Co-Lin expands reach with Kellogg grant
Copiah-Lincoln Community College took a step in expanding its student reach recently by offering a new program that will allow students to obtain their GED while taking college courses.
Representatives from the career and technical education program at Co-Lin presented the college’s Board of Trustees with information regarding the Mississippi Integrated Basic Education and Skills Training program recently.
The MI-BEST program is funded through a $6 million grant provided by the W.K. Kellogg Foundation.
“Co-Lin will receive a total of $600,000 of the $6 million — $200,000 per year over three years,” Career-Technical Education Assistant Dean Brent Duguid said. “It’s a very healthy amount of money.”
Co-Lin students began the second year of the MI-BEST program Oct. 1.
“This program allows students to co-enroll in college at the same time they are working on their high school equivalency,” he said. “In the past, you could not enroll in college until you had that diploma or equivalency.”
When enrolled in MI-BEST students choose from five tracks of study — automotive, business office technology, diesel, HVAC and precision machining, he said.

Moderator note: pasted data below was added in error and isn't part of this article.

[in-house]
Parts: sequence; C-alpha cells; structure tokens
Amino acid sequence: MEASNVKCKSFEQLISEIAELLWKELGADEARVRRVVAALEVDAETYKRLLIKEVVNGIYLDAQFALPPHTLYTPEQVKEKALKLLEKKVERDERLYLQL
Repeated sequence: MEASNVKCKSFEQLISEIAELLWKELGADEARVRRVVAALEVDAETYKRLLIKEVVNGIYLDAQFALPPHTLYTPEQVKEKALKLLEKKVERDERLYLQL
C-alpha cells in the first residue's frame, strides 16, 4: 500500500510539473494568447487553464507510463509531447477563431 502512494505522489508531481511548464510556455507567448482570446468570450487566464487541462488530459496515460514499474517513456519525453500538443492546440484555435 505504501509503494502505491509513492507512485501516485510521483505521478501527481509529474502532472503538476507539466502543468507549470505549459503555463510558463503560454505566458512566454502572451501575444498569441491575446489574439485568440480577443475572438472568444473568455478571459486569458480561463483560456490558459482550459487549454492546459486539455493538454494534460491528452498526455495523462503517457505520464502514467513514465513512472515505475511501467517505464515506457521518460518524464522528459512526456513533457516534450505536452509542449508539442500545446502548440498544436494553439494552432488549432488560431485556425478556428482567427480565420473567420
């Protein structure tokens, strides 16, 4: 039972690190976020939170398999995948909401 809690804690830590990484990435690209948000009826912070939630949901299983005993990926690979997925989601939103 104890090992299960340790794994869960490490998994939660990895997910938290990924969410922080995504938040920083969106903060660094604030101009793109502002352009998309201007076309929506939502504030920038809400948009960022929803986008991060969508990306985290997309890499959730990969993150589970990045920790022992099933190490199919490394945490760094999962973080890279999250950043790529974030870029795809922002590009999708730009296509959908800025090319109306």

“It’s a co-enrollment. It’s not one or the other,” he said. “The emphasis is put on the GED — we tell the students that is their priority — but they are also exposed to career options.”
When the school year began Aug. 15, 31 students were initially enrolled in the MI-BEST program, he said. As of Thursday, 27 students were still enrolled.
“Some of them are straight out of high school, some of them are 45 years old,” Career-Technical Education Dean Jackie Martin said. “They come from all walks of life. Some parents, some not parents.”
The goal of the MI-BEST program is for students to complete their GED or high school equivalency, earn a Career Readiness Certificate, earn pertinent industry credentials, complete a minimum of 15 hours in one of the MI-BEST career-technical education programs, complete 20 hours of employability and life skills training, and become employed, continue education or enlist in the military.
“I think it’s a program you’re going to be hearing a lot more about,” Co-Lin President Ronnie Nettles said. “I wanted you to know what it’s all about and how it’s funded.”
In other board business:
• The board approved the authorization of the administration to initiate a new project with the Bureau of Grounds and Real Property Management to replace the roof and make necessary repairs on Callendar Hall.
• The board approved the authorization of the administration to initiate a new project with the Bureau of Grounds and Real Property Management to repair and resurface streets and parking lots at the college.
• Board member Melton King reported to the board that Paul Jackson won the bid for the new women’s dormitory on the Wesson campus for $4.96 million. The predicted construction time period is 365 days.